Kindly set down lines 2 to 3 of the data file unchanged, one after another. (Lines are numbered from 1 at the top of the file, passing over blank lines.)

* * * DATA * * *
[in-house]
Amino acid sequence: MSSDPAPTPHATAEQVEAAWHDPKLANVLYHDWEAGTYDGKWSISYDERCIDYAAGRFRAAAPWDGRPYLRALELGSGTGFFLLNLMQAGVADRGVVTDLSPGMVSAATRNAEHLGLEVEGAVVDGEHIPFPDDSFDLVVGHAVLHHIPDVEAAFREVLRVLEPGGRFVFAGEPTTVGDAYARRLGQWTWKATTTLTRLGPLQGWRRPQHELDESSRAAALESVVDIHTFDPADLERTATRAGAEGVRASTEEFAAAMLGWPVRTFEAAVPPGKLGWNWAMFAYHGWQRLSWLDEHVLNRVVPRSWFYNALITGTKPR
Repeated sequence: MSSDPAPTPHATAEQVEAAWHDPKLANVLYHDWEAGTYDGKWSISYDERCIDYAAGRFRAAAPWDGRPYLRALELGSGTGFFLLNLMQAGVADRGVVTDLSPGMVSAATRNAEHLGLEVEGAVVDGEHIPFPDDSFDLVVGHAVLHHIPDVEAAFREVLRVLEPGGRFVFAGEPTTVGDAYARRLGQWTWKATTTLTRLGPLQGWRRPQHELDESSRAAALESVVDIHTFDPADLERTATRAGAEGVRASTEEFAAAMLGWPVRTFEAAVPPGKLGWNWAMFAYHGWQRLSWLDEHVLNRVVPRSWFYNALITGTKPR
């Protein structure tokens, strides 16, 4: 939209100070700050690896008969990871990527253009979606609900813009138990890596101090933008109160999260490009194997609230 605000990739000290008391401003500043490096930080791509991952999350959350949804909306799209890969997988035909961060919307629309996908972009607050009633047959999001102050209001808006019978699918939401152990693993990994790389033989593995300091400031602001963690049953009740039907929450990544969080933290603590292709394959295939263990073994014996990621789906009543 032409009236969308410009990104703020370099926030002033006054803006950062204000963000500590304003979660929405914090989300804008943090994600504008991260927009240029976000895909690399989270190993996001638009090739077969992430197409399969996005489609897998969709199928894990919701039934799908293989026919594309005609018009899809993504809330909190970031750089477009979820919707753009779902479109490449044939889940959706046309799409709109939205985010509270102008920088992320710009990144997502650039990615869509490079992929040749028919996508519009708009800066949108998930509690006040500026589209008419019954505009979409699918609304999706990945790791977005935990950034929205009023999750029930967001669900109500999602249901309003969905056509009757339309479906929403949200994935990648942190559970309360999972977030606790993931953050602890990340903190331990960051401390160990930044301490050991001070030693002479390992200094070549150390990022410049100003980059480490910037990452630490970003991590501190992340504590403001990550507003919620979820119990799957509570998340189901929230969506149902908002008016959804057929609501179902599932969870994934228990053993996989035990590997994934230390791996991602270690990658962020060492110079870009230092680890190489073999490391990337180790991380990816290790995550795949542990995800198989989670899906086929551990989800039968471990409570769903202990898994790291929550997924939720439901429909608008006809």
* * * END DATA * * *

Amino acid sequence: MSSDPAPTPHATAEQVEAAWHDPKLANVLYHDWEAGTYDGKWSISYDERCIDYAAGRFRAAAPWDGRPYLRALELGSGTGFFLLNLMQAGVADRGVVTDLSPGMVSAATRNAEHLGLEVEGAVVDGEHIPFPDDSFDLVVGHAVLHHIPDVEAAFREVLRVLEPGGRFVFAGEPTTVGDAYARRLGQWTWKATTTLTRLGPLQGWRRPQHELDESSRAAALESVVDIHTFDPADLERTATRAGAEGVRASTEEFAAAMLGWPVRTFEAAVPPGKLGWNWAMFAYHGWQRLSWLDEHVLNRVVPRSWFYNALITGTKPR
Repeated sequence: MSSDPAPTPHATAEQVEAAWHDPKLANVLYHDWEAGTYDGKWSISYDERCIDYAAGRFRAAAPWDGRPYLRALELGSGTGFFLLNLMQAGVADRGVVTDLSPGMVSAATRNAEHLGLEVEGAVVDGEHIPFPDDSFDLVVGHAVLHHIPDVEAAFREVLRVLEPGGRFVFAGEPTTVGDAYARRLGQWTWKATTTLTRLGPLQGWRRPQHELDESSRAAALESVVDIHTFDPADLERTATRAGAEGVRASTEEFAAAMLGWPVRTFEAAVPPGKLGWNWAMFAYHGWQRLSWLDEHVLNRVVPRSWFYNALITGTKPR